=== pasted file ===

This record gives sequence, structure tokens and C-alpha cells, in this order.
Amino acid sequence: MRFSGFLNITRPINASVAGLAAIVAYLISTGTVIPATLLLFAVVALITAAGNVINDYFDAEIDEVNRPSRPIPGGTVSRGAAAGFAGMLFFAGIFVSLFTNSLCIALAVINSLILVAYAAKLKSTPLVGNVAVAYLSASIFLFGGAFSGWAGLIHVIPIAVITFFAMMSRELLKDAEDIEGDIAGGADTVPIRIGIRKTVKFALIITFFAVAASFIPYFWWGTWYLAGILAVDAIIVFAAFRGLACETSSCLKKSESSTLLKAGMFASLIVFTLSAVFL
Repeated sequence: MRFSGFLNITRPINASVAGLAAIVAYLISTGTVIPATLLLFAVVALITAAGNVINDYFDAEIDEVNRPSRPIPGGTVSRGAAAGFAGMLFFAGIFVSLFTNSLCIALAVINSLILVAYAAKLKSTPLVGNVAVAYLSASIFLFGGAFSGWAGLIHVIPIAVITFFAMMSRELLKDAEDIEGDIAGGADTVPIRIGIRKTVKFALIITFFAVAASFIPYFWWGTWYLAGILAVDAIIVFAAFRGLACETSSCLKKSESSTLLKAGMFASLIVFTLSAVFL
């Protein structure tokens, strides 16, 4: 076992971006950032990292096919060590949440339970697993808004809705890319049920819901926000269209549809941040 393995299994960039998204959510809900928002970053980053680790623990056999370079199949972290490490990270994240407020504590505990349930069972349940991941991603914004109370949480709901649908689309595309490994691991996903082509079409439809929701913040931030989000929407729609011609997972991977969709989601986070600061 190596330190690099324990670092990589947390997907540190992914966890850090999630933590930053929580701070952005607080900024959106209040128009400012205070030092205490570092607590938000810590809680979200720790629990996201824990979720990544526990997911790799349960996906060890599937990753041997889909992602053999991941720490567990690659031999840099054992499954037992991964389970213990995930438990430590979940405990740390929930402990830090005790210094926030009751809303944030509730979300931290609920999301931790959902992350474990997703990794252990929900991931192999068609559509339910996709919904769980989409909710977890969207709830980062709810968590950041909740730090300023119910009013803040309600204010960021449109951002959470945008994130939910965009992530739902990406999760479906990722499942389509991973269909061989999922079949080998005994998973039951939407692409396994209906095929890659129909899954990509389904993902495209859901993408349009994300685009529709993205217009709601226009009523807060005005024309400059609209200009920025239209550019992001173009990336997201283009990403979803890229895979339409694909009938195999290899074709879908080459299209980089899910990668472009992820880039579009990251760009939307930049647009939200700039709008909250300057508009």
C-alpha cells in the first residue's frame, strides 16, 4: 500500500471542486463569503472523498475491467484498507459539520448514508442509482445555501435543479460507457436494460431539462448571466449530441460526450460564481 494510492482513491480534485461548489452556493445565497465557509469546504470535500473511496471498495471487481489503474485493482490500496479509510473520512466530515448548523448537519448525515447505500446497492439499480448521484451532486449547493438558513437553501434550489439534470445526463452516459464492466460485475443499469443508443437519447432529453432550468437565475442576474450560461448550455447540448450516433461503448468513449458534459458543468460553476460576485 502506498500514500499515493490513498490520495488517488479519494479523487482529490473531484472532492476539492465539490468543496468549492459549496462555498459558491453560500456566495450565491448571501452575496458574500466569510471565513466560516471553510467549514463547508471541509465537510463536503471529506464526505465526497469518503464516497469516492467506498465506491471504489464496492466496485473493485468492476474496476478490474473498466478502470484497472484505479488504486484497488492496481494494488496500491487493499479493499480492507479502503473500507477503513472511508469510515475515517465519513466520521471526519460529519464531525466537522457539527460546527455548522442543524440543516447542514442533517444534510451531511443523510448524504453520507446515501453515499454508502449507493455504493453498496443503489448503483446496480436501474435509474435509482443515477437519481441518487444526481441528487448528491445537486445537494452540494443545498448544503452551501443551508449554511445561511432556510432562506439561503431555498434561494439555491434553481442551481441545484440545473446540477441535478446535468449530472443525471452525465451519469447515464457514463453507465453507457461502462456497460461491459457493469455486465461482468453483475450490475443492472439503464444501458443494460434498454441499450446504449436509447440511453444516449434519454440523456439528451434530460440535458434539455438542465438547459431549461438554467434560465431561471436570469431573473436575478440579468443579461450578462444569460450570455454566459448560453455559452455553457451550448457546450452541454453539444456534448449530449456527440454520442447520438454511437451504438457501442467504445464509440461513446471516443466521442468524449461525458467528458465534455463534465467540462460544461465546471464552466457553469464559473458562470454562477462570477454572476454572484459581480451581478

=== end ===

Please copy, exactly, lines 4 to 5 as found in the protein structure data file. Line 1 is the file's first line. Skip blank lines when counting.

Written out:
């Protein structure tokens, strides 16, 4: 076992971006950032990292096919060590949440339970697993808004809705890319049920819901926000269209549809941040 393995299994960039998204959510809900928002970053980053680790623990056999370079199949972290490490990270994240407020504590505990349930069972349940991941991603914004109370949480709901649908689309595309490994691991996903082509079409439809929701913040931030989000929407729609011609997972991977969709989601986070600061 190596330190690099324990670092990589947390997907540190992914966890850090999630933590930053929580701070952005607080900024959106209040128009400012205070030092205490570092607590938000810590809680979200720790629990996201824990979720990544526990997911790799349960996906060890599937990753041997889909992602053999991941720490567990690659031999840099054992499954037992991964389970213990995930438990430590979940405990740390929930402990830090005790210094926030009751809303944030509730979300931290609920999301931790959902992350474990997703990794252990929900991931192999068609559509339910996709919904769980989409909710977890969207709830980062709810968590950041909740730090300023119910009013803040309600204010960021449109951002959470945008994130939910965009992530739902990406999760479906990722499942389509991973269909061989999922079949080998005994998973039951939407692409396994209906095929890659129909899954990509389904993902495209859901993408349009994300685009529709993205217009709601226009009523807060005005024309400059609209200009920025239209550019992001173009990336997201283009990403979803890229895979339409694909009938195999290899074709879908080459299209980089899910990668472009992820880039579009990251760009939307930049647009939200700039709008909250300057508009």
C-alpha cells in the first residue's frame, strides 16, 4: 500500500471542486463569503472523498475491467484498507459539520448514508442509482445555501435543479460507457436494460431539462448571466449530441460526450460564481 494510492482513491480534485461548489452556493445565497465557509469546504470535500473511496471498495471487481489503474485493482490500496479509510473520512466530515448548523448537519448525515447505500446497492439499480448521484451532486449547493438558513437553501434550489439534470445526463452516459464492466460485475443499469443508443437519447432529453432550468437565475442576474450560461448550455447540448450516433461503448468513449458534459458543468460553476460576485 502506498500514500499515493490513498490520495488517488479519494479523487482529490473531484472532492476539492465539490468543496468549492459549496462555498459558491453560500456566495450565491448571501452575496458574500466569510471565513466560516471553510467549514463547508471541509465537510463536503471529506464526505465526497469518503464516497469516492467506498465506491471504489464496492466496485473493485468492476474496476478490474473498466478502470484497472484505479488504486484497488492496481494494488496500491487493499479493499480492507479502503473500507477503513472511508469510515475515517465519513466520521471526519460529519464531525466537522457539527460546527455548522442543524440543516447542514442533517444534510451531511443523510448524504453520507446515501453515499454508502449507493455504493453498496443503489448503483446496480436501474435509474435509482443515477437519481441518487444526481441528487448528491445537486445537494452540494443545498448544503452551501443551508449554511445561511432556510432562506439561503431555498434561494439555491434553481442551481441545484440545473446540477441535478446535468449530472443525471452525465451519469447515464457514463453507465453507457461502462456497460461491459457493469455486465461482468453483475450490475443492472439503464444501458443494460434498454441499450446504449436509447440511453444516449434519454440523456439528451434530460440535458434539455438542465438547459431549461438554467434560465431561471436570469431573473436575478440579468443579461450578462444569460450570455454566459448560453455559452455553457451550448457546450452541454453539444456534448449530449456527440454520442447520438454511437451504438457501442467504445464509440461513446471516443466521442468524449461525458467528458465534455463534465467540462460544461465546471464552466457553469464559473458562470454562477462570477454572476454572484459581480451581478